Under this construct, people gave on average about $4, or 20 percent of their money. The message couldn’t have been much clearer: human beings indeed seemed to be hardwired for altruism. Not only was this conclusion uplifting—at the very least, it seemed to indicate that Kitty Genovese’s neighbors were nothing but a nasty anomaly—but it rocked the very foundation of traditional economics. “Over the past decade,” Foundations of Human Sociality claimed, “research in experimental economics has emphatically falsified the textbook representation of Homo economicus.” Non-economists could be forgiven if they felt like crowing with satisfaction. Homo economicus, that hyper-rational, self-interested creature that dismal scientists had embraced since the beginning of time, was dead (if he ever really existed). Hallelujah! If this new paradigm—Homo altruisticus?—was bad news for traditional economists, it looked good to nearly everyone else.

After all, some of the nation’s most brilliant academic researchers had scientifically established that human beings are altruistic by their very nature. Perhaps this altruism was just an ancient evolutionary leftover, like that second kidney. But who cared why it existed? The United States would lead the way, a light unto the nations, relying proudly on our innate altruism to procure enough donated kidneys to save tens of thousands of lives every year. The Ultimatum and Dictator games inspired a boom in experimental economics, which in turn inspired a new subfield called behavioral economics. A blend of traditional economics and psychology, it sought to capture the elusive and often puzzling human motivations Gary Becker had been thinking about for decades. With their experiments, behavioral economists continued to sully the reputation of Homo economicus. He was starting to look less self-interested every day—and if you had a problem with that conclusion, well, just look at the latest lab results on altruism, cooperation, and fairness.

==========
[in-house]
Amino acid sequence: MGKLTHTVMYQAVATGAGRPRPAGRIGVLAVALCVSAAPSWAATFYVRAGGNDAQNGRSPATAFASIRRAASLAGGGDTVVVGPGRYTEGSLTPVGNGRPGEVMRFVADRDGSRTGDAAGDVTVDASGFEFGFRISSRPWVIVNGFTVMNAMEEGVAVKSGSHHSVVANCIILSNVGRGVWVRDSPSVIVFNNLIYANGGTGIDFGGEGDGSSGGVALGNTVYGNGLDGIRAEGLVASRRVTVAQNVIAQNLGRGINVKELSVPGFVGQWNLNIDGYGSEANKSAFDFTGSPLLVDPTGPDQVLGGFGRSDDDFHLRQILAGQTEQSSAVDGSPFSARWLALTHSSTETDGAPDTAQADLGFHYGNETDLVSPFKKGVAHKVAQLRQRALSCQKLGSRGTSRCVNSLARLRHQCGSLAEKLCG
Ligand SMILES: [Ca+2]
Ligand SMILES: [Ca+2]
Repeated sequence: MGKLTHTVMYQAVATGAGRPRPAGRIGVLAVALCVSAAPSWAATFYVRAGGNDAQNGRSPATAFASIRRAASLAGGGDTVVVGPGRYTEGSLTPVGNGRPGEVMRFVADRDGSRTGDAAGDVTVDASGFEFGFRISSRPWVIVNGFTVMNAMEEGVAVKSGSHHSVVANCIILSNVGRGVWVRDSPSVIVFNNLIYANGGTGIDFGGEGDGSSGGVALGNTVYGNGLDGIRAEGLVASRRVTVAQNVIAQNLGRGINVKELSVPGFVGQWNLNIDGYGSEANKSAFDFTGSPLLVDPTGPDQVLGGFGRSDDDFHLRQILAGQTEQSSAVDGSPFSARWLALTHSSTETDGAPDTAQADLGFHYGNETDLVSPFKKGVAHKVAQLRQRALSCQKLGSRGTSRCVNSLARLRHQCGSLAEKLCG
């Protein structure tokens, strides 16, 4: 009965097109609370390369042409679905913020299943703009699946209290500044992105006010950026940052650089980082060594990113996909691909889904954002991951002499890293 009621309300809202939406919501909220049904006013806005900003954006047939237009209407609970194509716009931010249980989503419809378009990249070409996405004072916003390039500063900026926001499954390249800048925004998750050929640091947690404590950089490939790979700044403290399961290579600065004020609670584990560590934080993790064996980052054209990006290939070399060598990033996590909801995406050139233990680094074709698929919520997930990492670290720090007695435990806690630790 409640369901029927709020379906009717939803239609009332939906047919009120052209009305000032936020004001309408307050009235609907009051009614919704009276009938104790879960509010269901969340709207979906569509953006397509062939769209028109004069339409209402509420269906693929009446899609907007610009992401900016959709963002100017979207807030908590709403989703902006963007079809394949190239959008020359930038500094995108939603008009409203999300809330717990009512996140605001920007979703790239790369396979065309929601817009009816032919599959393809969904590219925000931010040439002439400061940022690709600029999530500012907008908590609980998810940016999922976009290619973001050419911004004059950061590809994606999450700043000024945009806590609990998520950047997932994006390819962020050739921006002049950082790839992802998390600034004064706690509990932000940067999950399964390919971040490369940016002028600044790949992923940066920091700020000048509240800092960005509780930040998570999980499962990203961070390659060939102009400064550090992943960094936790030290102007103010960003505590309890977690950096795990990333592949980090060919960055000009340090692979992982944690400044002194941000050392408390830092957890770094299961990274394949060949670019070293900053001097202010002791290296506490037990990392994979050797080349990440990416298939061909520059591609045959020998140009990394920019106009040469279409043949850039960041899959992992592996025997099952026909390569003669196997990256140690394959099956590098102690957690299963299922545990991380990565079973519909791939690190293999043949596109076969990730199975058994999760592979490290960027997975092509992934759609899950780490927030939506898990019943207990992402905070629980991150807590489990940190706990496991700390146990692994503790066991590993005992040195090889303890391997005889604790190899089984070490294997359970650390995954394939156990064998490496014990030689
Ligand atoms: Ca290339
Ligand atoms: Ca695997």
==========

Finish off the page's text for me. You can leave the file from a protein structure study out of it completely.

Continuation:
Out of loyalty, List presented the offer to his dean, expecting UCF to at least match the offer. “For $63,000,” he was told, “we think we can replace you.” His stay at Arizona was brief, for he was soon recruited by the University of Maryland. While teaching there, he also served on the President’s Council of Economic Advisors; List was the lone economist on a forty-two-person U.S. delegation to India to help negotiate the Kyoto Protocol. He was by now firmly at the center of experimental economics, a field that had never been hotter. In 2002, the Nobel Prize for economics was shared by Vernon Smith and Daniel Kahneman, a psychologist whose research on decision-making laid the groundwork for behavioral economics. These men and others of their generation had built a canon of research that fundamentally challenged the status quo of classical economics, and List was following firmly in their footsteps, running variants of Dictator and other behavioralist lab games.


pages: 340 words: 94,464